2.12 Closure and rehabilitation phase

At the final stage of a mine’s life, the key air quality issues are generally associated with wind-generated dust from exposed areas. For closed uranium mines, radon flux from rehabilitated areas may also be significant, requiring careful monitoring procedures for accurate flux determination and consequent management of the area (Bollhöfer et al. 2006).

Rapid rehabilitation of waste dumps and mined areas is the best way to reduce the dust potential. This can occur progressively through the operational stage, as areas reach this condition, as well as during mine closure. Apart from incompletely rehabilitated areas, there may be other sources of residual emissions, notably tailings disposal areas, which by nature may be difficult to revegetate and which may be potentially large reservoirs of fi ne dust particles, in some cases containing hazardous components. For tailings areas there is no silver bullet for dust control or prevention.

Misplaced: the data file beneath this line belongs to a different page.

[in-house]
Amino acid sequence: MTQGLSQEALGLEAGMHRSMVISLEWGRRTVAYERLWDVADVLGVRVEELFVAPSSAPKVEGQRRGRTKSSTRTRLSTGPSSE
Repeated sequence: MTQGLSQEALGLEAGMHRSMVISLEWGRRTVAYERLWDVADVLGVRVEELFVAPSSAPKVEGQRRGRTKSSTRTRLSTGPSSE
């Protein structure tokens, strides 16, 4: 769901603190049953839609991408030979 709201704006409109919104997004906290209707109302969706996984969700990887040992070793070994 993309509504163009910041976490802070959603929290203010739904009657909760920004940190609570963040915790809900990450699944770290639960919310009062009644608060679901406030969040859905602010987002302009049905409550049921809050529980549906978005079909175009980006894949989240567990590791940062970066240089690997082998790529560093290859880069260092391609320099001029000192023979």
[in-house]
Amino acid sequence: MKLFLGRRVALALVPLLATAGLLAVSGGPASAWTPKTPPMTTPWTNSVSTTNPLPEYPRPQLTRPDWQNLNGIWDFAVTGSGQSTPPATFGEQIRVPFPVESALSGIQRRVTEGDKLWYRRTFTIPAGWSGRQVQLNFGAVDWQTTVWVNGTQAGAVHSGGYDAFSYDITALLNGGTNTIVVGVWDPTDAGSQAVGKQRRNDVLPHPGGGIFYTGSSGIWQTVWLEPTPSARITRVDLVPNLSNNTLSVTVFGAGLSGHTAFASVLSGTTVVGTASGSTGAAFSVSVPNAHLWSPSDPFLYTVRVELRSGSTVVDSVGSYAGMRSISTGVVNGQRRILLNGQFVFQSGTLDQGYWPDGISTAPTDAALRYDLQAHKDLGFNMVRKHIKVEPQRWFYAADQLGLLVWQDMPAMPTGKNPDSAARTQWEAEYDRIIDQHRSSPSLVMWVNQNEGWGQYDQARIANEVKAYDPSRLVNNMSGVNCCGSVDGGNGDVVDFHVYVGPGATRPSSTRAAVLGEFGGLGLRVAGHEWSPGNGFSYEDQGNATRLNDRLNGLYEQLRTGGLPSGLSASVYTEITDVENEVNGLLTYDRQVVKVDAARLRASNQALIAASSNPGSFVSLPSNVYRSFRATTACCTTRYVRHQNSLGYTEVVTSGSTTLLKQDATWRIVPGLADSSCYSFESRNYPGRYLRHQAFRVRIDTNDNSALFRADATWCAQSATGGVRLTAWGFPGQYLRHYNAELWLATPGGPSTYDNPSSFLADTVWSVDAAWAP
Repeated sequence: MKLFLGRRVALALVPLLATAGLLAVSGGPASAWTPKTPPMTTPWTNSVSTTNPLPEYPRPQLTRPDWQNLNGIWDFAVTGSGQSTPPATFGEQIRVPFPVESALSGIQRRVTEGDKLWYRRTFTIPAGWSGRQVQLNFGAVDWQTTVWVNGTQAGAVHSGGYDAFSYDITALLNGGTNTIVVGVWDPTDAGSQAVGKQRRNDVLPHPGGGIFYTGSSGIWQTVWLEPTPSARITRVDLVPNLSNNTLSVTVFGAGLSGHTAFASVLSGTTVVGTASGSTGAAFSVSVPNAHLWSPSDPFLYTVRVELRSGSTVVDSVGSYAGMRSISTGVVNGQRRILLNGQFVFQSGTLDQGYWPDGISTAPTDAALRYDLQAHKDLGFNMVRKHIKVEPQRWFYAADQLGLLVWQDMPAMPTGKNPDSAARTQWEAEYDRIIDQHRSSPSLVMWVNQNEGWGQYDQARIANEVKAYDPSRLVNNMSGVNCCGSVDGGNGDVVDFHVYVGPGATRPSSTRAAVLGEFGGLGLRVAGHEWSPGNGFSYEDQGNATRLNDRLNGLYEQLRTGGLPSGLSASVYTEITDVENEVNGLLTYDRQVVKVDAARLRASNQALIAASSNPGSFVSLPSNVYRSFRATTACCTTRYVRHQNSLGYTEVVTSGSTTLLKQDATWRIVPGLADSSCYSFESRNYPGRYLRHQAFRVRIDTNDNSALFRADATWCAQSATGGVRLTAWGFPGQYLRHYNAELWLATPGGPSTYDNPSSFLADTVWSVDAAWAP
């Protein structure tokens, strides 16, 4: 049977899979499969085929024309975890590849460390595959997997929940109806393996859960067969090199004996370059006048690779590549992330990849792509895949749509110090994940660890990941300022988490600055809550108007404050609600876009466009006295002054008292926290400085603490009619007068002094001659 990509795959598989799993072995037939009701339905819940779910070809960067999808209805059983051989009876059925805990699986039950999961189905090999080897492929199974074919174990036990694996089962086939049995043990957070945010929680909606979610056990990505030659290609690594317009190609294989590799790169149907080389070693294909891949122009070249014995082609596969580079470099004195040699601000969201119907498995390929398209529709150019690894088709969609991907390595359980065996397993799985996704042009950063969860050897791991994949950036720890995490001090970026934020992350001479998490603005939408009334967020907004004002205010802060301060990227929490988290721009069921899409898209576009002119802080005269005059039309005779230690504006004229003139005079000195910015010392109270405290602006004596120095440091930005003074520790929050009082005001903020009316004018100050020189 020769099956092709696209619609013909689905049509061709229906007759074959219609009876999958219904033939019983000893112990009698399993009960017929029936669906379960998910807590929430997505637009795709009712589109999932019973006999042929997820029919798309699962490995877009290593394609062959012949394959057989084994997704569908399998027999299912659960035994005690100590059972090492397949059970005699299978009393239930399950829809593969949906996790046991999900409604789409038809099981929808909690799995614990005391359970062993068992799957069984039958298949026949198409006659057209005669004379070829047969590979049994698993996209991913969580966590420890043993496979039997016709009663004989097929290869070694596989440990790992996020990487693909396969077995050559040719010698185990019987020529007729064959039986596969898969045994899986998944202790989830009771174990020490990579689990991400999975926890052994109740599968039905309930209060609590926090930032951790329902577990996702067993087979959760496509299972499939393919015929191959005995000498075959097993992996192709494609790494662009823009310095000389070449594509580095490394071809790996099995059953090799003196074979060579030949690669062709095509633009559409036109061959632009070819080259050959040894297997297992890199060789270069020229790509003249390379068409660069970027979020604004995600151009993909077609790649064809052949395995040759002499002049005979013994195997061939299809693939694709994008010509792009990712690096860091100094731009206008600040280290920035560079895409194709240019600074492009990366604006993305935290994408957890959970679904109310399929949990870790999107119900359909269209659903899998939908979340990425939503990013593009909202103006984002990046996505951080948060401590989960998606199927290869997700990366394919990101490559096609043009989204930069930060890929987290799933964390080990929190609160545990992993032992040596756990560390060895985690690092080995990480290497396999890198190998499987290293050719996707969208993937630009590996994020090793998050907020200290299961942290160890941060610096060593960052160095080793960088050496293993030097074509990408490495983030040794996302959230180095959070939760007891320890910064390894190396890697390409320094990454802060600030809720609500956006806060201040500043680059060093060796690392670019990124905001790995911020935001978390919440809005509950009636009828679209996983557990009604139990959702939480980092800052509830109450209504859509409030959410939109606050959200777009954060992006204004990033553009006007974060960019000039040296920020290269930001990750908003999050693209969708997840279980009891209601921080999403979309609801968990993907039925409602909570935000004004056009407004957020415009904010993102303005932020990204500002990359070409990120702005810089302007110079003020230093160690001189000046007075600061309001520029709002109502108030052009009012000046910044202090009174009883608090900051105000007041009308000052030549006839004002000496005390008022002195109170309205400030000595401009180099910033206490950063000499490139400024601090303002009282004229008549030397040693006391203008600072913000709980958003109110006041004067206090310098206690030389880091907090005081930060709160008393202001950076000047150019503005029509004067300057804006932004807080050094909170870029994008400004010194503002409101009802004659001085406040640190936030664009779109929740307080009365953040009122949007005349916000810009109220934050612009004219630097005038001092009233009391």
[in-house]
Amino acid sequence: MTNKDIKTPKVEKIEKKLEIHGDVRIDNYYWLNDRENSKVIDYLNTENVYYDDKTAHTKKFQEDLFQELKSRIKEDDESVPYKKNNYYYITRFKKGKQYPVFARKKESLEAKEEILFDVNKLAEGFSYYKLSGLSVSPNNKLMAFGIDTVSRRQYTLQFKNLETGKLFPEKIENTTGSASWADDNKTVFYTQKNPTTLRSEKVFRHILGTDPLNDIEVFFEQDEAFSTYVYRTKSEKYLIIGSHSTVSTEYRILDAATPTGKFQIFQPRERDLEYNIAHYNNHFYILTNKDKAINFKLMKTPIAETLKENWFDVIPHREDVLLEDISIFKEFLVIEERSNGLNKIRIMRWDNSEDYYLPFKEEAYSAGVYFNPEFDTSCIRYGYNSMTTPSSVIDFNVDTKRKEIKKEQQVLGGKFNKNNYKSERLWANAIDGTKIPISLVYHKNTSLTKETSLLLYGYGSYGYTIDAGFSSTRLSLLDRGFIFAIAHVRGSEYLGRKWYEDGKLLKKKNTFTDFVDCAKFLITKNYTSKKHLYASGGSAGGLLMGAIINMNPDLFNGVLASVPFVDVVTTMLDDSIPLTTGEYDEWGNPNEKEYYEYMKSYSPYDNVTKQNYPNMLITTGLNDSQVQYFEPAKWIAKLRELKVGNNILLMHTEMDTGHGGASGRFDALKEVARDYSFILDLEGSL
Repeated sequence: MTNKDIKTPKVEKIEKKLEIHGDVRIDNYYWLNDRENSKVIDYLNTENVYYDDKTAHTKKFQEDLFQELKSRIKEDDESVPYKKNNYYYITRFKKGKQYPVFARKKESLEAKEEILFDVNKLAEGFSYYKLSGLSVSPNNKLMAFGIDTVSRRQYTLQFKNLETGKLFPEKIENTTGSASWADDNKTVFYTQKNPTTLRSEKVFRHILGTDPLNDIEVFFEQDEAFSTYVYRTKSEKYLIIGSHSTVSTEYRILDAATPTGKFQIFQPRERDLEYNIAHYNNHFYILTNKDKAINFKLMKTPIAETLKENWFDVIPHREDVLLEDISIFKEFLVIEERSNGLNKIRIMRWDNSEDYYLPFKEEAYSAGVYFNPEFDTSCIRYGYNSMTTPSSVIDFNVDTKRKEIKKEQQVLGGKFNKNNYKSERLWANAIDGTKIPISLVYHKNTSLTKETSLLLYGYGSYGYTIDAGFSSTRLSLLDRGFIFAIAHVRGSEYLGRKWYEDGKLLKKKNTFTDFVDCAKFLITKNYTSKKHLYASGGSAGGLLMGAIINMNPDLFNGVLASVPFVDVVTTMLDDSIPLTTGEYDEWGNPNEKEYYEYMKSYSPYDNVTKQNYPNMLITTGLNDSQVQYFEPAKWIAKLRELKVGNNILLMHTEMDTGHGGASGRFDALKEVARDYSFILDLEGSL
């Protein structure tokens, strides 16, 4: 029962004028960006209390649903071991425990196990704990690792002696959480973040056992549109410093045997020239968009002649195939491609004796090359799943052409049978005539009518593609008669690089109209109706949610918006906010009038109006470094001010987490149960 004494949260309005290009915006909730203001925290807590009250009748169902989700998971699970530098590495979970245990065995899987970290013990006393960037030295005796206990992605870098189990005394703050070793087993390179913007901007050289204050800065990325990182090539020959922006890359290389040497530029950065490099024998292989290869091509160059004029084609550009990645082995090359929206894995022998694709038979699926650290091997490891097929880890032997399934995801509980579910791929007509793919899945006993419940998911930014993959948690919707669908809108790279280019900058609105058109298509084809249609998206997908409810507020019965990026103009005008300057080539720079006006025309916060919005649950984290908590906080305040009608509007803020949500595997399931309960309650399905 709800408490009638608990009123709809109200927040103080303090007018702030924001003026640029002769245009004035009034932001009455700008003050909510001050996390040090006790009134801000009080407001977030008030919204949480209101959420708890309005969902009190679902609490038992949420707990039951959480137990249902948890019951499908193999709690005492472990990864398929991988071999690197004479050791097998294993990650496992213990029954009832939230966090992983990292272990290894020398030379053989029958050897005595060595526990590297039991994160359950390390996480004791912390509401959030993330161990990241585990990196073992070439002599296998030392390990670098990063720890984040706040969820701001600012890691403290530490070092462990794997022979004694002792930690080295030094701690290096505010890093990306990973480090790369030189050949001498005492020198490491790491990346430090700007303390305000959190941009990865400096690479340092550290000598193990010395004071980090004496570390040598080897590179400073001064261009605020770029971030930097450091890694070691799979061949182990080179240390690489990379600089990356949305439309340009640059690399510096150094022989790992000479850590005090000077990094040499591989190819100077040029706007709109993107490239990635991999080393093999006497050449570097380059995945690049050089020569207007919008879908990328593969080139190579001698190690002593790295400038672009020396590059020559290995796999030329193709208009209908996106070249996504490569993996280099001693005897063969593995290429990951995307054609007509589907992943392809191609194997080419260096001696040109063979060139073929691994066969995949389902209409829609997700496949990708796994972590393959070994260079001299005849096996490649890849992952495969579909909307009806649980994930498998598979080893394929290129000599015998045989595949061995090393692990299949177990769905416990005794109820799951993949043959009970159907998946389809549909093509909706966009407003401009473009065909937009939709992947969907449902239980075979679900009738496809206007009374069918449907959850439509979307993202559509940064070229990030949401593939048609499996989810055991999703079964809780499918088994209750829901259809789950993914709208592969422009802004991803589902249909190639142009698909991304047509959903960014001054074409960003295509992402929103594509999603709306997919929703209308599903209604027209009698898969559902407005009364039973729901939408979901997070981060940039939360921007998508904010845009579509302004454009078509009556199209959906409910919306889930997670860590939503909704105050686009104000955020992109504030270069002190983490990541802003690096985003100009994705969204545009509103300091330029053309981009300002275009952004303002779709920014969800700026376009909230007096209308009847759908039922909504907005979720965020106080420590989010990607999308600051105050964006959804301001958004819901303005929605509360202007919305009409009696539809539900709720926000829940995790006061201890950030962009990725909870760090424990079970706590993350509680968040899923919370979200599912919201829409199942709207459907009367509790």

The best way to stop dust from affecting sensitive areas is to use several diverse factors or methods of dust control. As described in Section 11, these methods can include:

  • natural barriers, such as grass, shrubs and trees
  • chemical veneers
  • water (although this is always a temporary measure)
  • wind fences.

Each of these methods provides different dust control effectiveness, utility and cost implications.

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